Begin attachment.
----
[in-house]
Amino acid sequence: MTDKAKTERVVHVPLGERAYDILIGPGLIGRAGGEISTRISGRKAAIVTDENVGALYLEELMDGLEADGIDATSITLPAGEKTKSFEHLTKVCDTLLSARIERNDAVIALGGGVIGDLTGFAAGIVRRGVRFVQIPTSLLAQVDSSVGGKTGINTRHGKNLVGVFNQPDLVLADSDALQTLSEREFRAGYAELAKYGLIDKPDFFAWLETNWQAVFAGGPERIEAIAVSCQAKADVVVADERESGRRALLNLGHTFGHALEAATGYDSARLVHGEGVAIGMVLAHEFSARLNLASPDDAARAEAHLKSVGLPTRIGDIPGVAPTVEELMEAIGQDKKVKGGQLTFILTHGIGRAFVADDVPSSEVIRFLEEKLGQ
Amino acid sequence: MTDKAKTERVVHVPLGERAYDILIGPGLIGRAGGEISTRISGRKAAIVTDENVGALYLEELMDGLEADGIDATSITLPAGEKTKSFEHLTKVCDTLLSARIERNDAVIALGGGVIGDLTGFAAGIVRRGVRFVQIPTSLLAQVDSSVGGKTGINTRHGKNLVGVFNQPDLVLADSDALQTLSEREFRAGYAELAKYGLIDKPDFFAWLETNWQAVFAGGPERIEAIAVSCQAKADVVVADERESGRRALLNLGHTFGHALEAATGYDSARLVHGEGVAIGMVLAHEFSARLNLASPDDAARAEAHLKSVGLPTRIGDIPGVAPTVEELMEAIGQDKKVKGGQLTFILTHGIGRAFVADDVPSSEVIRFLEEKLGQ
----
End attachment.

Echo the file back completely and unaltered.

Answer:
[in-house]
Amino acid sequence: MTDKAKTERVVHVPLGERAYDILIGPGLIGRAGGEISTRISGRKAAIVTDENVGALYLEELMDGLEADGIDATSITLPAGEKTKSFEHLTKVCDTLLSARIERNDAVIALGGGVIGDLTGFAAGIVRRGVRFVQIPTSLLAQVDSSVGGKTGINTRHGKNLVGVFNQPDLVLADSDALQTLSEREFRAGYAELAKYGLIDKPDFFAWLETNWQAVFAGGPERIEAIAVSCQAKADVVVADERESGRRALLNLGHTFGHALEAATGYDSARLVHGEGVAIGMVLAHEFSARLNLASPDDAARAEAHLKSVGLPTRIGDIPGVAPTVEELMEAIGQDKKVKGGQLTFILTHGIGRAFVADDVPSSEVIRFLEEKLGQ
Amino acid sequence: MTDKAKTERVVHVPLGERAYDILIGPGLIGRAGGEISTRISGRKAAIVTDENVGALYLEELMDGLEADGIDATSITLPAGEKTKSFEHLTKVCDTLLSARIERNDAVIALGGGVIGDLTGFAAGIVRRGVRFVQIPTSLLAQVDSSVGGKTGINTRHGKNLVGVFNQPDLVLADSDALQTLSEREFRAGYAELAKYGLIDKPDFFAWLETNWQAVFAGGPERIEAIAVSCQAKADVVVADERESGRRALLNLGHTFGHALEAATGYDSARLVHGEGVAIGMVLAHEFSARLNLASPDDAARAEAHLKSVGLPTRIGDIPGVAPTVEELMEAIGQDKKVKGGQLTFILTHGIGRAFVADDVPSSEVIRFLEEKLGQ